Somewhere in the wee hours of the morning, it exploded.

    No, no, nothing interesting (he likes his fires!), more like diphteria.

    Lithium batteries come with platic sealing. That sealing ist designed for flexibility, so that the gases that can develop as a batteries aims for a supernova afterlife, are safely contained within.

    That's why good smartphones developed by engineers have a plastic back-cover that is even removable. Unspeakable iThingies and their fiendish imitators use metal, ceramics or even glass to give you "the edge".

    In this case the frame was so sturdy, the only way of escape was through the hole left in the chassis to connect SIM and SDcard to the PCB. And through that hole went all the pent-up gas/fluid combination as it punched through the plastic foil, which was designed to sustain an overall 2:1 or perhaps as much as a 4:1 expansion across the entire battery's surface, but not within that tiny SD+microSIM cutout... something like the Amdahl's corollary of explosion.

    The SIM did not make it. Nor did any of the on-board electronics. The SD-card did, however, and he was ever so happy all those photographic memories of a teenager's summer had come to rest there, not in the part that died as part of the "better user experience".

    On the upside, the phone got replaced. It took about 6 months because exploed phones were a tad unpopular after that "Samsung Summer" and even with surface transport Customs needed a lot of assurance the "new" phone was actually a repair unit.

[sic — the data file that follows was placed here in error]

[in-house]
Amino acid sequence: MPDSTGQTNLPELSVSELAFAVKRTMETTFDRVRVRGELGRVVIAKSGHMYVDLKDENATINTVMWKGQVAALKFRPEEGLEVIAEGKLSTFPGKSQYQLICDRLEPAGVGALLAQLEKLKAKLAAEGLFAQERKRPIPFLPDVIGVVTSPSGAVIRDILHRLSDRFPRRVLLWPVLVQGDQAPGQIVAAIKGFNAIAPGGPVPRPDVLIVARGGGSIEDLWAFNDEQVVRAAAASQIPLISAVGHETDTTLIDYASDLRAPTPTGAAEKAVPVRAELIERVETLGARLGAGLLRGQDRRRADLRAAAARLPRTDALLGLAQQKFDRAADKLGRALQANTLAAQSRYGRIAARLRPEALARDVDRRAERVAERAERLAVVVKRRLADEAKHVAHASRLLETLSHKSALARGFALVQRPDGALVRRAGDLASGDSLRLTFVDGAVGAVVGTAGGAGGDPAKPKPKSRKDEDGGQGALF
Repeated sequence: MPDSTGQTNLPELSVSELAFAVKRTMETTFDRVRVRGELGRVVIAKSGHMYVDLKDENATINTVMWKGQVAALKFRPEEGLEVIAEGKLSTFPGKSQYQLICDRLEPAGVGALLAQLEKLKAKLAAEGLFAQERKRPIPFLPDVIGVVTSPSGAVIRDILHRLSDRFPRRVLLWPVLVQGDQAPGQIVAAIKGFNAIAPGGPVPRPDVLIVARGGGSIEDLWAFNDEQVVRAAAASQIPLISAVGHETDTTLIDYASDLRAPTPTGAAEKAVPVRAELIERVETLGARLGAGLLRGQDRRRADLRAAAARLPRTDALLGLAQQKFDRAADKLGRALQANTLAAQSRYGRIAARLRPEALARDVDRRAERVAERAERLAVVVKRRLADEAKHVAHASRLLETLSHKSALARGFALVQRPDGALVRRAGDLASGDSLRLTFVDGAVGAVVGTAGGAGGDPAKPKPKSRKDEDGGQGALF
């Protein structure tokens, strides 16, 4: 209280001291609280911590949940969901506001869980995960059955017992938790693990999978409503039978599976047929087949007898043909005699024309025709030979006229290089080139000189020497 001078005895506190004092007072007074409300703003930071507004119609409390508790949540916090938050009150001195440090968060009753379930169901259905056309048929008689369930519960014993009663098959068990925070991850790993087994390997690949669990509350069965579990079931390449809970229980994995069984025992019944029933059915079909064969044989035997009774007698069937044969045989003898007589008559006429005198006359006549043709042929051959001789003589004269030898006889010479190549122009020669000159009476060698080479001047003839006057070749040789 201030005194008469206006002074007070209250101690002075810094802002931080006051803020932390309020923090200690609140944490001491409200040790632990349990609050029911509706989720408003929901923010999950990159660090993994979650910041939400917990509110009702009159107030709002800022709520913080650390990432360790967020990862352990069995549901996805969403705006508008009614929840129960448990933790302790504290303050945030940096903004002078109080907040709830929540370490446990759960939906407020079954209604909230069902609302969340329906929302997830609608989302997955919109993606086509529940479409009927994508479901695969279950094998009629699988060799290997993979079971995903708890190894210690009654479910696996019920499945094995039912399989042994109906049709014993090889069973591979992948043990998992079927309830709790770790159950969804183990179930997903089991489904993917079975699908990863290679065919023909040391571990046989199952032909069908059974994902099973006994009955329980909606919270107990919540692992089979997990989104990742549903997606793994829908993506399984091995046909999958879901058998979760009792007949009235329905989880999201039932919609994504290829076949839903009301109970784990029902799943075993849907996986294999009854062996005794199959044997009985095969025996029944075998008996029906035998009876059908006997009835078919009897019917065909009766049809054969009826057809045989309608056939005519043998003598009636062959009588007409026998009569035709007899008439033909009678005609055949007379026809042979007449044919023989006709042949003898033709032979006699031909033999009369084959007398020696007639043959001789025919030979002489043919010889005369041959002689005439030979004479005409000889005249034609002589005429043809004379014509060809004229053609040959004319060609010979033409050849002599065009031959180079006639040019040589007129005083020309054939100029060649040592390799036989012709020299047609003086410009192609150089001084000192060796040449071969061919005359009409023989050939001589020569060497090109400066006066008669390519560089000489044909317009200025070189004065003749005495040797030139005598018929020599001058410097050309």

On the downside, even the replacement phone's battery soon started started to act up, perhaps because of what he does or how he goes about it.

    I have been hunting for a replacement using the 10nm process size to double the run-time, instead of a bigger battery. But as it turns out, the 10nm middle-class isn't really there yet, while 2017th high-end is eight where the 10nm would be in terms of pricing, only so much better in terms of value.

    So I've just managed to rooted a Nokia 8, which he'll get as a birthday present, that offers perhaps even better up-time using a 10nm Snapdragon 835 with just a 3000mAh battery than a 22nm Mediatek could offer at 6000mAh (and much worse performance).

    Just like in real-life, the middle class is getting ... over so I'd recommend you not go there.

Log in

Don't have an account? Sign up now